In fact, if there’s one thing that stands out about this album most of all, it’s the sense of triumph that Parkway Drive have clad themselves in. It’s all tangibly so, overcoming demons and nightmares that gnaw away at the subconscious in a society that subsequently feeds off that uncertainty, and coming out with a ruthlessness to power through and cut a swathe through the malignancy. It’s a sentiment entirely fuelled on power, and thus when the ‘becoming the villain’ block gets hit on If A God Can Bleed and Soul Bleach, it’s a bit iffy but not that surprising.
At least elsewhere, it’s sold with the necessary vigour that can power past some of that, mostly because Winston McCall has tremendous presence in all vocal styles that he tries. He’s always had stronger diction is his delivery, even in his more ferocious performances, and that’s no different here, though mostly that manifests in the snarls of Glitch or Imperial Heretic. Add on the gang vocals that buoy it up even further, and there’s no contest that, among the bigger modern metal bands currently actively, Parkway Drive’s command of size is about as good as it gets. To gripe slightly, maybe the production could afford to be a bit heavier to get even more of that fire to rage, but there’s still very little to sniff at when it comes to hitting a stride with this sort of confidence and formidable manner.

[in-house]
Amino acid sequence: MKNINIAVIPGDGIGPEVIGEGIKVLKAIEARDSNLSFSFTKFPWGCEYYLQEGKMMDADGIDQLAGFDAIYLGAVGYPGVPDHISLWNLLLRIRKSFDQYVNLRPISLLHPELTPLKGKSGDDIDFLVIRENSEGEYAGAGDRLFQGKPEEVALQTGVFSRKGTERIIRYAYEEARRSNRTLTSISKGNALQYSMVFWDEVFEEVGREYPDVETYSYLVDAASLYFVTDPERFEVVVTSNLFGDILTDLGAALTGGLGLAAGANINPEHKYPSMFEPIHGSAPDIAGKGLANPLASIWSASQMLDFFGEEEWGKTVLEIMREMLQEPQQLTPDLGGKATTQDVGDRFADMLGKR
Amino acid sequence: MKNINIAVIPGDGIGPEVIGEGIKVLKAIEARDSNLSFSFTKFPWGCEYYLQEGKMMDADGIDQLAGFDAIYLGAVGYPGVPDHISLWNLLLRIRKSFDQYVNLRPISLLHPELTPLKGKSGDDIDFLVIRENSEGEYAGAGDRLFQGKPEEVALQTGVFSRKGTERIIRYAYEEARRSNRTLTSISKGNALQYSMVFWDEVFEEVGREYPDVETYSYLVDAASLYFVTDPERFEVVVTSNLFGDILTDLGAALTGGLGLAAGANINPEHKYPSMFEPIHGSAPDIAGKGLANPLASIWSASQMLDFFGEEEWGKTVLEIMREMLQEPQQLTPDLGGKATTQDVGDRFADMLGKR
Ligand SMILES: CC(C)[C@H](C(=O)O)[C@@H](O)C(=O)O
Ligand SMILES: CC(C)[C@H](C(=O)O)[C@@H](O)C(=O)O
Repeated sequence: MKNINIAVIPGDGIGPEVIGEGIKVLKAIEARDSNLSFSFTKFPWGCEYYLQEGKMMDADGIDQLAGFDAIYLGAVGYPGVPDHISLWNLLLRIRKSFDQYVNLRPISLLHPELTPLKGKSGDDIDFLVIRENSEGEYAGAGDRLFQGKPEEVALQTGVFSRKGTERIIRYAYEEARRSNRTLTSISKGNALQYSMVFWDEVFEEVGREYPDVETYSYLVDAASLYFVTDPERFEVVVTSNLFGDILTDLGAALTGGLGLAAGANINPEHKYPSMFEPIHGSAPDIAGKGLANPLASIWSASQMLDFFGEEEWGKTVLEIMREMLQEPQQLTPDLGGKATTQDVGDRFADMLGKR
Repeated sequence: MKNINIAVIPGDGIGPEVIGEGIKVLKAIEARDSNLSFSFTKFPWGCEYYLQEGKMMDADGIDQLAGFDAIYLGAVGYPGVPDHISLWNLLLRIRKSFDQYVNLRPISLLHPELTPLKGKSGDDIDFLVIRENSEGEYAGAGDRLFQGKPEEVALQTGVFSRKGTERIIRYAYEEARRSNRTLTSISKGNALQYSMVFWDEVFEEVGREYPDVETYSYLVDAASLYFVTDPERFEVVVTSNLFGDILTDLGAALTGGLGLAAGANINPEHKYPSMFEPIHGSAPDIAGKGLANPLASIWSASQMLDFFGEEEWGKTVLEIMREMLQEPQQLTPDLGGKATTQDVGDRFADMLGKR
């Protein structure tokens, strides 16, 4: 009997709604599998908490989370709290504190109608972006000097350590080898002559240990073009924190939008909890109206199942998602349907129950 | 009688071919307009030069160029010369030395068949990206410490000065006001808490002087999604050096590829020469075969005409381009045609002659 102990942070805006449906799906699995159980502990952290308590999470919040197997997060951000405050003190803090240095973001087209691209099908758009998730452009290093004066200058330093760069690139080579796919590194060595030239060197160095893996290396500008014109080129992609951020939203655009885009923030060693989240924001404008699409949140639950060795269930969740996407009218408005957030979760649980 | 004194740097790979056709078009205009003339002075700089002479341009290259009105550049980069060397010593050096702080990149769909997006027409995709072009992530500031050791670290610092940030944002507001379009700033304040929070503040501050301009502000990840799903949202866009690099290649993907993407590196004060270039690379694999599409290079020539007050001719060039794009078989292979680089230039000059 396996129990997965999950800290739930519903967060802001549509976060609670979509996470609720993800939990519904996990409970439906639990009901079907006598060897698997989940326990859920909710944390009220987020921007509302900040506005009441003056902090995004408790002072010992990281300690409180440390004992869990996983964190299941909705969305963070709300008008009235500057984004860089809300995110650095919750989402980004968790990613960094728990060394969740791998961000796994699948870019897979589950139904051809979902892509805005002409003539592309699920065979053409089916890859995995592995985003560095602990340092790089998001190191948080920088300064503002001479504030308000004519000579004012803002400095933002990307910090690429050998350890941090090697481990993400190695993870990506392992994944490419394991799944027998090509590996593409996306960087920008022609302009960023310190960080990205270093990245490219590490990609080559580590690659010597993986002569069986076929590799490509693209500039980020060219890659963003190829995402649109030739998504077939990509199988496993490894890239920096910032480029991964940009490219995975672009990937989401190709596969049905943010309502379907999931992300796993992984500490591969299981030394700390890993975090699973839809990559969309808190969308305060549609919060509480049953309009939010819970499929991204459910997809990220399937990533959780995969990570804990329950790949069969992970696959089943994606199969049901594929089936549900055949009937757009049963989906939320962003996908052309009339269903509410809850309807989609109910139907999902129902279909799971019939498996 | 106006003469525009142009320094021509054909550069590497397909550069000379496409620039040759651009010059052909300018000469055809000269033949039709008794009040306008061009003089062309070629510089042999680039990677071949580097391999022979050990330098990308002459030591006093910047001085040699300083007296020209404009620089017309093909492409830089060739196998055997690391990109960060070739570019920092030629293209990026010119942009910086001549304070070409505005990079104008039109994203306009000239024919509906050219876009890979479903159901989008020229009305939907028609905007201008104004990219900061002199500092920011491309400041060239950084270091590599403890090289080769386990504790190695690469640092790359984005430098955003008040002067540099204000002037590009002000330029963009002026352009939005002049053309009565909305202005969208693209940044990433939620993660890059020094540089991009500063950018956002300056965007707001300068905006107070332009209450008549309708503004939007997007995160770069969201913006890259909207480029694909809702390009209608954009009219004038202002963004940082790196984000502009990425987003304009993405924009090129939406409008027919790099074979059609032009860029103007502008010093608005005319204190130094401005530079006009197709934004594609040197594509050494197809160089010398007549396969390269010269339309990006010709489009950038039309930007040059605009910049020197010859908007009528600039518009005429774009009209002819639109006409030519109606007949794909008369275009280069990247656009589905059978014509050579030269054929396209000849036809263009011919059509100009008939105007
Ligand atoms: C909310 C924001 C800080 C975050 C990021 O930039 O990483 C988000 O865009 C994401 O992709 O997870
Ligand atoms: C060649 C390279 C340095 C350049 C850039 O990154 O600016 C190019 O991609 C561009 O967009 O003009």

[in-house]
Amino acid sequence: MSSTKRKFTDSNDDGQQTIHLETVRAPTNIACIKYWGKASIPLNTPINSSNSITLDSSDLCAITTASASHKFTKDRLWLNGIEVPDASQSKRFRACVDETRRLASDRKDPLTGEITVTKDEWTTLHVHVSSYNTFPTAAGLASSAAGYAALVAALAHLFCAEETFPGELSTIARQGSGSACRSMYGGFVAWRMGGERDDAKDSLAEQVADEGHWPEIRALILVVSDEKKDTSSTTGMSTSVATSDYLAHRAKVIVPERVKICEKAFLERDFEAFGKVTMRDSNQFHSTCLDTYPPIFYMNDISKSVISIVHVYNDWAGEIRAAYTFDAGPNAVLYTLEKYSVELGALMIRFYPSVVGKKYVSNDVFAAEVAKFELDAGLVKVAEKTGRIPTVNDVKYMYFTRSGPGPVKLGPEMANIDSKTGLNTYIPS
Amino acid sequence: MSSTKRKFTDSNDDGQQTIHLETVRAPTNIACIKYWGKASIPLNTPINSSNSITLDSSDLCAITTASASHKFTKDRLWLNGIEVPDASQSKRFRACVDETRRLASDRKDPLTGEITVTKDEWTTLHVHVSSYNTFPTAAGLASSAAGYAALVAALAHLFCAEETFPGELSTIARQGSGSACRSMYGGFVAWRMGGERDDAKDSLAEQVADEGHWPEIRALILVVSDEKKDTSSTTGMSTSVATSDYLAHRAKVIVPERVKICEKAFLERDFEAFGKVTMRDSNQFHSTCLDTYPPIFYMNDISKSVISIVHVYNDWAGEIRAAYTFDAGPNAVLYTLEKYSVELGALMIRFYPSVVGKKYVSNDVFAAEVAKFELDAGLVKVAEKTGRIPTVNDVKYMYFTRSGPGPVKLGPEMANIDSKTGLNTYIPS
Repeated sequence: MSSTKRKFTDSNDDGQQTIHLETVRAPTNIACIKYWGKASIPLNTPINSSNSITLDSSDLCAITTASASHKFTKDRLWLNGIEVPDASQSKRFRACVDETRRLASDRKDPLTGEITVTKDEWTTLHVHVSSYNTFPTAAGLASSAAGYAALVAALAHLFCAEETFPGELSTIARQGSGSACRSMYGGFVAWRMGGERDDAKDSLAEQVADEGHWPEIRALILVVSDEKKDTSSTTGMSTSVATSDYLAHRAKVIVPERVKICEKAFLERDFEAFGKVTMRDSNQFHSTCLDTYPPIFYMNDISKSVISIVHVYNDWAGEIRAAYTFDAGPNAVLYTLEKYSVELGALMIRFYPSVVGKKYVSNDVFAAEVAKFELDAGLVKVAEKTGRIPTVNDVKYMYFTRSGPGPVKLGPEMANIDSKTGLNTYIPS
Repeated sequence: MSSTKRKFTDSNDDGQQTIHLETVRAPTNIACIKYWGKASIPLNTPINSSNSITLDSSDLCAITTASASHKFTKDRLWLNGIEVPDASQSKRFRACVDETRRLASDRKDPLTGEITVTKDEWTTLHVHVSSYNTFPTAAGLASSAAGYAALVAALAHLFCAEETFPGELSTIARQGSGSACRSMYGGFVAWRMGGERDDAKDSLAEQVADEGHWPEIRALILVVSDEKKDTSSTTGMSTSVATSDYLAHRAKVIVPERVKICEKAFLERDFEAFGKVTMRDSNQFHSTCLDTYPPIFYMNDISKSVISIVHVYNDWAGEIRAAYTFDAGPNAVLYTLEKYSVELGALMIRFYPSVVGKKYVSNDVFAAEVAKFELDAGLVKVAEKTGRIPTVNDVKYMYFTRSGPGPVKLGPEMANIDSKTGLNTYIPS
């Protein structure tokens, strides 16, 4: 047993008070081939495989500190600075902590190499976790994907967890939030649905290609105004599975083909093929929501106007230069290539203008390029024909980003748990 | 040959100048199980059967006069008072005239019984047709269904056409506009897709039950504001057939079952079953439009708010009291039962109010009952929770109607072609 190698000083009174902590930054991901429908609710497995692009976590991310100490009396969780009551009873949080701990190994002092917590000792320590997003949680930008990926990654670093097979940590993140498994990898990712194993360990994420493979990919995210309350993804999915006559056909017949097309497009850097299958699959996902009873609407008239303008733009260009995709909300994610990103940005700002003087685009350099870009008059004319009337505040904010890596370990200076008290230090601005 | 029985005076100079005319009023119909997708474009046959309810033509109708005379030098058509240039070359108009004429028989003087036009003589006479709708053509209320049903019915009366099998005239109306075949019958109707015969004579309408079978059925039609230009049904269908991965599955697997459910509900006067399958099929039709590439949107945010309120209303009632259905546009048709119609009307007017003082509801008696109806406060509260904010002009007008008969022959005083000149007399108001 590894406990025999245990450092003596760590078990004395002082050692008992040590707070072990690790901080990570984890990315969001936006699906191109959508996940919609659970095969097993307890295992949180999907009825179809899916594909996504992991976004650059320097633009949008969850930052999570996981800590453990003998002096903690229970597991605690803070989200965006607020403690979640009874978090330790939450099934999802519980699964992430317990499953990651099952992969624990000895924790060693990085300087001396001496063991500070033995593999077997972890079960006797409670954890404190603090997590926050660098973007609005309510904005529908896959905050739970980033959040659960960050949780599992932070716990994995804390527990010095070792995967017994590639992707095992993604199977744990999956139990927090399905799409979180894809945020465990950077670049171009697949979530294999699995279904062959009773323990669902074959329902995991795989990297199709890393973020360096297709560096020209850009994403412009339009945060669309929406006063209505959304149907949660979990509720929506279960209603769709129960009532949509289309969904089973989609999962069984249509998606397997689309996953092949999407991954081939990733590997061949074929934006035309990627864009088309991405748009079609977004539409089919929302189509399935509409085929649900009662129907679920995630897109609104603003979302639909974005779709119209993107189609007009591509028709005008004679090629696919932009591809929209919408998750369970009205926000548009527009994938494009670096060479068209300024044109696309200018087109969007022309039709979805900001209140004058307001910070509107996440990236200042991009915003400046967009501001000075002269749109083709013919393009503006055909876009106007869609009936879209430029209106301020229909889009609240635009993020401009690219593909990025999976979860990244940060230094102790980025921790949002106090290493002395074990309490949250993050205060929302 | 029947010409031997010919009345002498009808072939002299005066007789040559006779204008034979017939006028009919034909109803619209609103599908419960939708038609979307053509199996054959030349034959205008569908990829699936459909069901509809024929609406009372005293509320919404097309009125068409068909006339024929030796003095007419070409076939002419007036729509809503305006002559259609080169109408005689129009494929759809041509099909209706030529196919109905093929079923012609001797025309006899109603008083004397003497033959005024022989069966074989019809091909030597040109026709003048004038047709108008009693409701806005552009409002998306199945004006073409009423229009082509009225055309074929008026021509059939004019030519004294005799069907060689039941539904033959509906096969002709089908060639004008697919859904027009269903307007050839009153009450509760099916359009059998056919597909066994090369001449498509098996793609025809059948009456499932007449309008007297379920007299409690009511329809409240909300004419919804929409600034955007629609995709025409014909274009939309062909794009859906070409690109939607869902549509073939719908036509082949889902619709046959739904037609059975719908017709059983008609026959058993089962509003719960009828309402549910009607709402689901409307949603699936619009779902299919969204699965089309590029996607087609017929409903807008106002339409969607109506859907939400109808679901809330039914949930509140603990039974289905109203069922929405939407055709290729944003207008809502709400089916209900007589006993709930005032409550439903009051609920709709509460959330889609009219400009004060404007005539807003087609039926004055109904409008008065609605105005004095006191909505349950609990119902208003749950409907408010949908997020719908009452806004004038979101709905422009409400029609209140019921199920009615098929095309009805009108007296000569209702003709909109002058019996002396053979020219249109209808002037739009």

Really, for a band ageing like this and coming up to two decades of metal institution status, it honestly doesn’t feel like Parkway Drive should be anywhere else. They’re still an emboldened presence within their genre, exciting and sharp-edged at practically every turn, and maintaining that excitement this deep in is something that most wouldn’t be capable of. But here they, continuing to add to their sonic arsenal and prevailing royally, with Darker Still acting as yet another glowing achievement to add to their already swollen roster. The reductionist, preemptively negative jibes it’ll inevitably field isn’t accurate to an album with plenty more to offer than that; just like the last two, the best way to find out is to dive right in.
For fans of: Slipknot, Iron Maiden, Lorna Shore
‘Darker Still’ by Parkway Drive is released on 9th September on Epitaph Records.
Words by Luke Nuttall